You are here: Home » PTI Stories » National » News
Business Standard

People call me choosy but that's how I want to work: Atul Kulkarni

Entertainment Culture

Press Trust of India  |  Mumbai 

Even after acting for more than two decades across several languages, actor Atul Kulkarni believes his performances come out fresh because when he entered the profession, he had promised himself to not work every day.

The actor is known for his performances in acclaimed films like "Rang De Basanti", "Chandni Bar", "Natarang" among others.

Atul said for him, being on set every day has never been the be-all and end-all, as one also needs time to take in life experiences.

"When I came into this profession, my first condition to myself and my managers was that I don't want to work every day. As an actor you keep giving, so it's important for you to need the time to take things in. I've never believed in working every day. I only choose the work I like in whichever format or language," Atul told PTI in an interview.

The actor believes he would rather wait for the right project to come his way even at the expense of being called "choosy".

"I'm not tired of my profession, not overworked about going to the set and acting. I look forward to it. That's why it's easy to retain that freshness because I do what excites me. People call me choosy but that's how I want to work."

Atul's latest appearance is drama-thriller "The Raikar Case", which is streaming on Voot Select.

While it isn't the first digital outing for the actor, having previously featured on "City of Dreams" and "The Test Case", he said it's important to keep up with the times and technology.

"As a camera actor, you're constantly in touch with technology. First the technology came into existence and then film acting happened. So it's always going to lead us. Web series is a new format, where everything, from the writing to storytelling is different.

"As an actor you have to approach it differently because you have a character which can go on for a long time. It is my duty to be on my toes, understand the new technology and adapt. That's exactly what I'm trying to do."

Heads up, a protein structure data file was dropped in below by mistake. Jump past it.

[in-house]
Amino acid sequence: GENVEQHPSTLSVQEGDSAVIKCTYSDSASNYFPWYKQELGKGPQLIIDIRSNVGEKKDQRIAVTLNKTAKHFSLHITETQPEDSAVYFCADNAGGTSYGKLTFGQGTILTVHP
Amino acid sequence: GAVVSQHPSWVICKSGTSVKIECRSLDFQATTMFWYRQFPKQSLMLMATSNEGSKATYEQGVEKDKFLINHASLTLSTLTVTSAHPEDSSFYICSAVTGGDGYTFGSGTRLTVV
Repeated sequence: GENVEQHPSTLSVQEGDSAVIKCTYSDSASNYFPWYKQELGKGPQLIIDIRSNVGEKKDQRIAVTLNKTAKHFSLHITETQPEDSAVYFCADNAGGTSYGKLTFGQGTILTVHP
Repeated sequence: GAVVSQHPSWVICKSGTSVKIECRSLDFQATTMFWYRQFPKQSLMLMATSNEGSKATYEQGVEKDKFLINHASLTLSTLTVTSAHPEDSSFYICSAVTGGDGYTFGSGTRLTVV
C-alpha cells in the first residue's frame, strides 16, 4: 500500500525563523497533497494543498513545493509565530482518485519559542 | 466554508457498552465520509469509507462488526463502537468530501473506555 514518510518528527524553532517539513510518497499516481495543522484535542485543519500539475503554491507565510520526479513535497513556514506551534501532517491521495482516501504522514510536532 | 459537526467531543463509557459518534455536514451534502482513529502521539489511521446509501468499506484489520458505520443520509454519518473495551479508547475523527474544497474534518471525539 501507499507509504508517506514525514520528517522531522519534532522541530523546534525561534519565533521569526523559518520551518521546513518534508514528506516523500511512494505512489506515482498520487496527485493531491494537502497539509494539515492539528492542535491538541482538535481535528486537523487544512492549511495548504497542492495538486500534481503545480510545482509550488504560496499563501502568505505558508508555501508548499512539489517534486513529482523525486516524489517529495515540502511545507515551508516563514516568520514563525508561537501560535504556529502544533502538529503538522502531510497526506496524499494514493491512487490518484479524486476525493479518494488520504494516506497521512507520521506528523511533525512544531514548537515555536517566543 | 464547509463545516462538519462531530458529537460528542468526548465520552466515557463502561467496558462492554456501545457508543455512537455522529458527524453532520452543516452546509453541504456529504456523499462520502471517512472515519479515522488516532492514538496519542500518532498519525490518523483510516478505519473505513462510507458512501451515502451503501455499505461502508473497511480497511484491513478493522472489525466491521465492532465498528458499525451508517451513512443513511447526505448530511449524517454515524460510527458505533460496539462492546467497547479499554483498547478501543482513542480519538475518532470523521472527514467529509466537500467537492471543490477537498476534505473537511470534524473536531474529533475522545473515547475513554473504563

For "The Raikar Case", the 54-year-old actor said, he resonated strongly with the script which chronicles a family torn apart after a suicide and the various truths that come to light.

"I believe in listening to a script as an audience more than an actor. If it excites me, it'll make me happy even when I'm working on it. 'The Raikar Case' had a fantastic thriller story, but it also talks about human relationships within a large family.

(This story has not been edited by Business Standard staff and is auto-generated from a syndicated feed.)

Dear Reader,

Business Standard has always strived hard to provide up-to-date information and commentary on developments that are of interest to you and have wider political and economic implications for the country and the world. Your encouragement and constant feedback on how to improve our offering have only made our resolve and commitment to these ideals stronger. Even during these difficult times arising out of Covid-19, we continue to remain committed to keeping you informed and updated with credible news, authoritative views and incisive commentary on topical issues of relevance.
We, however, have a request.

As we battle the economic impact of the pandemic, we need your support even more, so that we can continue to offer you more quality content. Our subscription model has seen an encouraging response from many of you, who have subscribed to our online content. More subscription to our online content can only help us achieve the goals of offering you even better and more relevant content. We believe in free, fair and credible journalism. Your support through more subscriptions can help us practise the journalism to which we are committed.

Support quality journalism and subscribe to Business Standard.

Digital Editor

First Published: Mon, April 13 2020. 12:24 IST